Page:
Mess with my bubble she did! Instantly I had a flood of guilt as I remembered hearing someone else innocently telling me that they had woke up to hear my son moaning in his sleep and knowing that I didn’t wake up!  The panic stormed back in as I relived the fear of “what if his body hadn’t kicked out glycogen?”  Was he really going that low? Could something horrible really have happened between the 3am check when he was perfect and the 7am check when he was high?

I quickly shrugged her comment off stating that I didn’t know “for sure” that it had happened. I made adjustments the following night based on assumptions and the fact that he was insulin resistant for most of the next day.  Extreme testing, him waking and telling me he was dropping, and subsequent basal reductions would suggest that a problem may have occurred, but let’s again say that this was all very theoretical.

She simply nodded as if to say “if it looks like a duck, quacks like a duck, and walks like a duck, its probably a duck.”  Or in diabetes terms “If it looked like a rebound, you had subsequent lows at a similar time, and a reduced basal fixed it, he probably went low and you missed it!”  Thank heavens she just nodded and smiled.  That allowed me to slip back into my lounger on the River De-Nial.  Its a beautiful place.  With all of the ugliness of the week, I think I will happily float there a little while longer. The alternative is not a good place to be–terror, guilt, and more sleeplessness.

floating

Opening Tablets at 2am could be an Olympic sport!

According to Facebook, I was not alone in my early morning fight with diabetes.  I noticed that many other parents spent more time awake last night than asleep thanks to the dia-beast!

Last night my son was the picture of health and fitness.  I could hear the weights clambering as he lifted and pressed. I watched him haul his body up and down on his chin up bar and tried to convince myself that I could do that if I really wanted to. As I headed off to bed, he sat at our table chopping fruit and adding it to his plain yogurt for a snack.

He had been high the night before but I was guessing that working out and low-fat foods were going to see bg levels in range.  Well, that is what I hoped but at 2am I woke up and decided to see how things were going. He was 5 (90).  I hate five.  It’s a beautiful number during the day and a nightmare in the early morning hours. I just never know which way it’s heading.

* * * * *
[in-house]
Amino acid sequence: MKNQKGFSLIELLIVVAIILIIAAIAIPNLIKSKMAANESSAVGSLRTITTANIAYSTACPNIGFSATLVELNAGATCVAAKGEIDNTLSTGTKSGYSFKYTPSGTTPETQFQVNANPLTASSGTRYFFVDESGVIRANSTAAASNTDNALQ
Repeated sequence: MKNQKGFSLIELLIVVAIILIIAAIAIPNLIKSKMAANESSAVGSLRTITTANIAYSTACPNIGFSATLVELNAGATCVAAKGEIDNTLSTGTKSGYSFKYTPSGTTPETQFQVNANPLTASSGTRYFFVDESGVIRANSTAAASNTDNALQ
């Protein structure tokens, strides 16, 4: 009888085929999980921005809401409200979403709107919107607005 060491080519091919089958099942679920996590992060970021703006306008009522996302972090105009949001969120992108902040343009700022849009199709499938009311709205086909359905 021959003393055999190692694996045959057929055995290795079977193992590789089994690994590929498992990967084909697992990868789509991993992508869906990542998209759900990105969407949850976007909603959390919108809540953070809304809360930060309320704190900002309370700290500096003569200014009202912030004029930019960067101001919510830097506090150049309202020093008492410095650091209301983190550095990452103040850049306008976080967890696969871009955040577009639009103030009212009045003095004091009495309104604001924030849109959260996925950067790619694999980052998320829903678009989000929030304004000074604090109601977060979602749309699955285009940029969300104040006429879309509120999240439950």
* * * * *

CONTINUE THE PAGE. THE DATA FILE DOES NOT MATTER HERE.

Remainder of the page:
Last night, I was pretty sure that I knew.  There was still a little bit of insulin onboard and I was certain that he was going to drop. Just in case I decided to give him some glucose.  I love glucose tabs for just these occasions–a glucose top up. Its perfect for the times when perhaps a tiny bit of sugar is all that you need.

I dug around in my son’s room trying to figure out where he has hid his Dex stash this week.  It was in the chair beside his bed–under the blanket, the hoodie, the pillow and various other articles of clothing.  The next challenge was to find tablets. Every time I grabbed something it was a bottle of liquid glucose.  I finally found a small container of tablets which of course was sealed.

How the heck is a person who is low supposed to get into those things? They are sealed, stretched and locked up tighter than anything else! I remembered that there were scissors on a table in the room. I grabbed them, cut open the tablets and eventually was able to feed my son a couple of tabs.

I headed back to my room to catch up on 2am Facebook and Twitter.  After 15 minutes, I rechecked to see if it was safe to sleep. It wasn’t.  He had dropped.  I dug back in the stash.  It was time for a bottle of liquid glucose. He loves this stuff but once again I was faced with the difficulty of getting it open. I finally slid my nail around the neck, got it opened and convinced my still sleeping son to drink on demand.

By 3am all was good and I could go back to bed and try to sleep but I was still stuck with the thought of what if I was the one low?  Would I be able to open the tablets? How would I get open the bottles?

glucose tablets

I guess you have to plan ahead and have the seals broke before you go to bed or have someone else willing to crack them open for you.  Not good. Not good at all.